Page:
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How being a veteran cost restaurant owner bite of COVID relief

Posted at 3:12 PM, Jul 22, 2021
and last updated 2021-07-22 18:12:12-04

Bob Freeman is the majority owner of the Buena Vista Cafe, a restaurant long known for serving Irish coffee to tourists visiting San Francisco. 

Freeman is also a Navy veteran. 

“The military was good to me,” Freeman said, sitting at the same bar Andy Garcia picked up Meg Ryan in the ‘90s film, “When a Man Loves a Woman.”  

Odd as it sounds, Freeman’s status as a veteran became a problem when he applied for a federal COVID relief grant for the iconic eatery just above Fisherman's Wharf. 

“I wouldn’t have checked ‘veteran’ if I thought it was going to do what it did to me,” Freeman said.

He was supposed to be at the front of the line to get a grant from the Restaurant Revitalization Fund. 

Congress required the Small Business Administration to prioritize restaurateurs who are military veterans, women, or socially and economically disadvantaged, a category that includes people of color.

In May, the SBA emailed Freeman, “Congratulations, award approved.”  

The agency promised to pour well over $1 million into the Buena Vista, money that wouldn’t have to be paid back. 

“We didn’t have a party; we didn’t jump up and down but said wow, that’s good,” Freeman said. 

He planned to spend the cash hiring back furloughed staff and making structural repairs on the building, more than a hundred years old.

Then…

“Bingo,” Freeman said. “There comes the email that says, oops, just kidding.”

The SBA had emailed again to say the money would not be coming after all.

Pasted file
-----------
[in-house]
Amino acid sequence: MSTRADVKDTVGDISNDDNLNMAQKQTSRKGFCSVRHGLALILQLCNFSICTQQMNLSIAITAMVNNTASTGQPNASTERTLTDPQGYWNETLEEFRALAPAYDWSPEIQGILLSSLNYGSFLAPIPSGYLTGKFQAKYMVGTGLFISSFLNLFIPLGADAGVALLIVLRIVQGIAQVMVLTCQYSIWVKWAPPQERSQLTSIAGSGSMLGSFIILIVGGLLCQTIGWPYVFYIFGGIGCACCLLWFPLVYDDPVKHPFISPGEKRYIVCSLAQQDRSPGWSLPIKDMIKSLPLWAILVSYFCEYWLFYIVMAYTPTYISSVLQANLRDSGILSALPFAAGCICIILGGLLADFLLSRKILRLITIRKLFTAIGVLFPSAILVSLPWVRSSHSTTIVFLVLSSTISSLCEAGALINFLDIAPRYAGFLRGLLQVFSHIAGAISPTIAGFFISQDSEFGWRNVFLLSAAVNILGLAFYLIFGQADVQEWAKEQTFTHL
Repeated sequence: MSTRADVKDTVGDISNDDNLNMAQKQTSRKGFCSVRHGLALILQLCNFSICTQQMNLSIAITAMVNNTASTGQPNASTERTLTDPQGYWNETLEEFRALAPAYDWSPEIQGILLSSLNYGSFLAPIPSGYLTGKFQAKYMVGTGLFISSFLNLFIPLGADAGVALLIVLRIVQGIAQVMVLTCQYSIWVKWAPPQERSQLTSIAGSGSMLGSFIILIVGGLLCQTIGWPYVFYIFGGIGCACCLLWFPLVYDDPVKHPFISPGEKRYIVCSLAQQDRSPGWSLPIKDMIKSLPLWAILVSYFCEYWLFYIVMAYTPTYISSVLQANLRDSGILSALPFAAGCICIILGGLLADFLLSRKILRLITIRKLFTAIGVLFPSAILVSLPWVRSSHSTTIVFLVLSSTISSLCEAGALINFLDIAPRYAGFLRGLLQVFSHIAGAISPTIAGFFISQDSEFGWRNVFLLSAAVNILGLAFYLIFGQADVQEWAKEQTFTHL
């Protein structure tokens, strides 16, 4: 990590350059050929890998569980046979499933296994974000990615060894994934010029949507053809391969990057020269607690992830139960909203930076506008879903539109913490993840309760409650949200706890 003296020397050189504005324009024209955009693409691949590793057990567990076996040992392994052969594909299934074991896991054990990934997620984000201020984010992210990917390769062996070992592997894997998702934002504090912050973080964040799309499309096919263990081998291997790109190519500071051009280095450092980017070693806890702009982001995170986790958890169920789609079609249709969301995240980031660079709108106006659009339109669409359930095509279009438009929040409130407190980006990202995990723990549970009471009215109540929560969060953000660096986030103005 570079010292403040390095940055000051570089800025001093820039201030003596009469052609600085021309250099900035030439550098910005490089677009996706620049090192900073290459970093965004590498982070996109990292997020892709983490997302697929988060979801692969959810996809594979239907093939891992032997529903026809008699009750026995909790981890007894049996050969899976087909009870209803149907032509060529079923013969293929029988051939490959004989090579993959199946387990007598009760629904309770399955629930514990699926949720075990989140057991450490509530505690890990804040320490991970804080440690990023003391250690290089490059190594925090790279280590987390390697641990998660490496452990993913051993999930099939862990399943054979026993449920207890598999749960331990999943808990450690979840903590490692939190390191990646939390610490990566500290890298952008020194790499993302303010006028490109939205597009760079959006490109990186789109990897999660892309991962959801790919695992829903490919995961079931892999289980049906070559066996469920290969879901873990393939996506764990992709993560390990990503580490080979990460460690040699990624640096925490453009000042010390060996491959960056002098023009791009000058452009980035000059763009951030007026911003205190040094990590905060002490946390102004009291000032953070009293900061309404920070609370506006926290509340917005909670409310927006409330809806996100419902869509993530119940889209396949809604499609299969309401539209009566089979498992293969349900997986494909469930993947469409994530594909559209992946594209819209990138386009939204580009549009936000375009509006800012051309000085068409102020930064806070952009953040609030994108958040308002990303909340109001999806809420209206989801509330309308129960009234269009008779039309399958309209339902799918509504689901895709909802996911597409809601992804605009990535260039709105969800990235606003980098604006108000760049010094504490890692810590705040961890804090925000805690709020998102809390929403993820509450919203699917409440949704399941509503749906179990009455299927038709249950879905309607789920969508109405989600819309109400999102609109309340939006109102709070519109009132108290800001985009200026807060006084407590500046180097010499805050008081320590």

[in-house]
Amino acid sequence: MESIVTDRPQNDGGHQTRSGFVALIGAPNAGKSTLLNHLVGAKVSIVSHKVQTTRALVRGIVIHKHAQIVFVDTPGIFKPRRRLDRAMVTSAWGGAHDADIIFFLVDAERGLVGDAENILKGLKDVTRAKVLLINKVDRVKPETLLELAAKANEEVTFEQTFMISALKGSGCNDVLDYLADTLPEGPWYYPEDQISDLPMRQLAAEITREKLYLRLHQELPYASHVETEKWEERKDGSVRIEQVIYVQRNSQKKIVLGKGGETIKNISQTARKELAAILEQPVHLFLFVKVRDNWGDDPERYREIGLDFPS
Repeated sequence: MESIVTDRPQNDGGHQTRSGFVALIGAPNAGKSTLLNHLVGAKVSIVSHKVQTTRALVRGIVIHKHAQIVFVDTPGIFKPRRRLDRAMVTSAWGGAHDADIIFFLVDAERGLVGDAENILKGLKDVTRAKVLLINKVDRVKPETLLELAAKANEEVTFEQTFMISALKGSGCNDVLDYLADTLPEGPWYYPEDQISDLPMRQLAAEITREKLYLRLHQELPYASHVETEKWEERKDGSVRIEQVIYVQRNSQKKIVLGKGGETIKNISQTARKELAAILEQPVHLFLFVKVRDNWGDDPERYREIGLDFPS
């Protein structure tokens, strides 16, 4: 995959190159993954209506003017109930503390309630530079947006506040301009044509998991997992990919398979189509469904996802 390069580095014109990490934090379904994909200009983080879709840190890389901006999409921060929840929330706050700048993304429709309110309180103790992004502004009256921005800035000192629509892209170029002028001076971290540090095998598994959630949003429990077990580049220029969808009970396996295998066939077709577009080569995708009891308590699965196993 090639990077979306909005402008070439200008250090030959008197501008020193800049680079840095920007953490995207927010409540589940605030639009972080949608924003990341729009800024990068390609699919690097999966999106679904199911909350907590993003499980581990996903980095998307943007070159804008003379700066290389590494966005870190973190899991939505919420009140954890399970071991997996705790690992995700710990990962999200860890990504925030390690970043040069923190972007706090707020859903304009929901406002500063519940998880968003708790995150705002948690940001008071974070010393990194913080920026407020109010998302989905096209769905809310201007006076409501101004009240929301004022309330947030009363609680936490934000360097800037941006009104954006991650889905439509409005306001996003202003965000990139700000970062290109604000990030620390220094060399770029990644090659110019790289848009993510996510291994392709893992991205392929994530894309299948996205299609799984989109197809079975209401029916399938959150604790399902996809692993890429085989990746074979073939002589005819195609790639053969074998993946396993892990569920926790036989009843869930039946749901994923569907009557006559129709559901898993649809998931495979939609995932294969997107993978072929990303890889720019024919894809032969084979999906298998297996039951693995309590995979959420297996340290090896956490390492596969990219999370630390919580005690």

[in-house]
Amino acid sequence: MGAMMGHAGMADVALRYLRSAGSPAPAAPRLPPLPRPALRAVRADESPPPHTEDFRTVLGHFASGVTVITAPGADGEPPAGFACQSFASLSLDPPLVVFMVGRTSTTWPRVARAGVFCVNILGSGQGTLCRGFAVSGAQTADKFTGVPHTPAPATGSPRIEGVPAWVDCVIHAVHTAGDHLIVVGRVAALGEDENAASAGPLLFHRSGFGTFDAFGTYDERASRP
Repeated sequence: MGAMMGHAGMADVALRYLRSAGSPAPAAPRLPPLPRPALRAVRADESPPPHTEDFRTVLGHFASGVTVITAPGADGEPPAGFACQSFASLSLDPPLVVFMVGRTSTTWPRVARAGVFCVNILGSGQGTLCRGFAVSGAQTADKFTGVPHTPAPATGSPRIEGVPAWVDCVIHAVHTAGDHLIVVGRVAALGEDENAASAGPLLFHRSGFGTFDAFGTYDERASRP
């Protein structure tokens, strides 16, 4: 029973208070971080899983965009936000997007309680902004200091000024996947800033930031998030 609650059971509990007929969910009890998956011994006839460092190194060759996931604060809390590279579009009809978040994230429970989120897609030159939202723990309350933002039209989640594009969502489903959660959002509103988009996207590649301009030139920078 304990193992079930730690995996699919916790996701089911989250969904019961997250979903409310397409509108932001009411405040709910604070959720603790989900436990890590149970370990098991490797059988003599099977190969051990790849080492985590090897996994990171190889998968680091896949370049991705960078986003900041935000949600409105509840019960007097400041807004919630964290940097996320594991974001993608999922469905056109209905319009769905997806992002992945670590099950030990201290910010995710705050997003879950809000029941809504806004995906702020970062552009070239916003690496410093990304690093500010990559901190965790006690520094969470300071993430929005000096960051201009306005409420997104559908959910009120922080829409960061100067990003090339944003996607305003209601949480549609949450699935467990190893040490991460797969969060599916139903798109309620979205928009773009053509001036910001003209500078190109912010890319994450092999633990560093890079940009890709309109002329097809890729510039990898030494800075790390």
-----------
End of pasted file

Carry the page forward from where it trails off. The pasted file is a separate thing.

The agency would not disburse his grant because the government had just lost legal challenges against the Restaurant Revitalization Fund.  

Conservative groups had successfully argued that the SBA was discriminating against white men by prioritizing women and minorities. 

“The government is not supposed to treat anybody differently based on race and gender,” said Dan Lennington, an attorney for a group of plaintiffs in one of the cases and deputy counsel at the Wisconsin Institute for Law and Liberty.

It appears an unintended consequence of that litigation was that, along with women and minorities, at least some veterans also lost their priority status for the fund. 

“We never sought any changes in the program with regard to veterans,” Lennington said. 

The SBA says the ongoing legal cases limit what it can explain about who had their grants rescinded. 

The agency would not answer why it would freeze a payment to a veteran if the lawsuits were about race and sex. 

It’s possible the SBA was interpreting one ruling that said funding for restaurants should be “first-come, first-served.”

The number of restaurant owners impacted is unclear.

The SBA has acknowledged 2,965 restaurant owners given priority consideration had their grants pulled after the lawsuits. 

Federal spending records the Newsy data team reviewed to show the SBA canceled payments to more than double that number of restaurant owners: 6,237.

The SBA said it could not break down how many were women, people of color, or veterans. 

“That’s one of the three biggest lies in the world, ‘the check’s in the mail,’”
Freeman said. “Well, the government just perpetrated that crime, in my mind.”

Instead of mailing a check, the SBA added the thousands of denied restaurant owners into the general pool of applicants hoping for assistance. 

By that point, the relief program was almost out of money. 

Freeman and the Buena Vista Cafe would get nothing before the fund ran dry. 

Of more than 101,004 restaurants that received funding, about 6 percent were owned by veterans. 

The majority of all restaurant owners who applied for help, about 64 percent of all applicants, couldn’t get a penny before the funds had been all awarded. 

“They ran out of money, that’s what they said,” said Tiffany Tabron-Jones, owner of The Posse on Broadway Lounge, a barbecue joint in St. Louis.

Congress had set aside far too little to meet the need of restaurants, still suffering even as customers get back to dining out. 

Renovations at the Buena Vista Cafe will now have to wait. 

“This was kind of the lifeline that was going to get you back in business,” Freeman said. “Now it’s gone away. It’s the most un-American thing I can imagine.” 

Restaurant owners now hope Congress will feed billions of more dollars into the relief fund that left so many still hungry for help.

Patrick Terpstra at Newsy first reported this story.